Wednesday, August 16, 2006

Empty Classrooms

I just spoke with a teenager this afternoon. I'll call her Isis. She's a Senior at our local public high school. Since school just started this week and she knows I want to make sure she's on the right track, she called to give me an update.

Isis is an A/B student. Isis and I talked last year about her education. As a junior, Isis was being encouraged by her school to go to Job Corps. I'm no expert, but my understanding is that Job Corps is geared more for those students who need alternative avenues to getting an education and a job. But Isis is an A/B student! She has family issues, as many kids do, but she is perfectly capable of finishing high school and getting a post-secondary education. The Job Corps recruiter encouraged her by letting her know that Job Corps pays a person to attend (whereas high school does not). As with almost any other kid from an impoverished background, Isis was lured by that offer. Right or wrong, I encouraged Isis to finish high school and discouraged Job Corps.

Today, she called to tell me about her senior year classes. The school told her she needed to sign up for Co-op. I remain skeptical over this ploy to put kids in our neighborhood in the service sector without providing them with adequate choices. The reason Isis said she signed up for co-op is because there are no other elective classes available except for gym, office assistant, and things like that. Granted, the other four classes she is taking are things like Economics, AP Biology, and a few others. But what about those other electives that help students prepare for college?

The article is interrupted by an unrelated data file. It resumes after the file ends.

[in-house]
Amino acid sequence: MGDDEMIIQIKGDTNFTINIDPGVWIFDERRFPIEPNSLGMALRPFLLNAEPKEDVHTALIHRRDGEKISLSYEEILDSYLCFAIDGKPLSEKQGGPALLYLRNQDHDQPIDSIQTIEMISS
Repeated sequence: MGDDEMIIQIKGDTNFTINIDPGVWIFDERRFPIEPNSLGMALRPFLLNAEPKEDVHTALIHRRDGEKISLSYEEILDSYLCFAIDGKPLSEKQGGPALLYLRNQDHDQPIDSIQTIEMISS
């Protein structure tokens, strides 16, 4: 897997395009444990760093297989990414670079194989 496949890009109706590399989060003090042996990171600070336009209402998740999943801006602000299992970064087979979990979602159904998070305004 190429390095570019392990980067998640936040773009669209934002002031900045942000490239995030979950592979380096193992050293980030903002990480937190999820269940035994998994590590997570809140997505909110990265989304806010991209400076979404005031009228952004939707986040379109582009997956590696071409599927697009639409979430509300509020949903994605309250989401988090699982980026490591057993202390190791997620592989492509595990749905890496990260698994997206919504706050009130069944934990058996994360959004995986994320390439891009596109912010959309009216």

Although I have a hard time believing a school would only provide enough classes for students to complete 3 1/2 years of school, most of the students I know are opting out of a full day their senior year. Some of them are even taking a few summer classes their junior year so they don't have to attend a senior year.

This seems like a huge deficiency in our system. Our world is changing so fast today that four years of high school is too little...not too much! ...Especially for our kids and teenagers who don't have the access to the latest educational and technological devices in their homes or in their communities.

Check this out in your own community. I would be interested to hear if this is an issue in other areas as well. Whether it is or not, I think we should speak up and speak out for all students. It takes education and knowledge for our children to move forward. Everyone deserves the opportunity to obtain that knowledge.
Post a Comment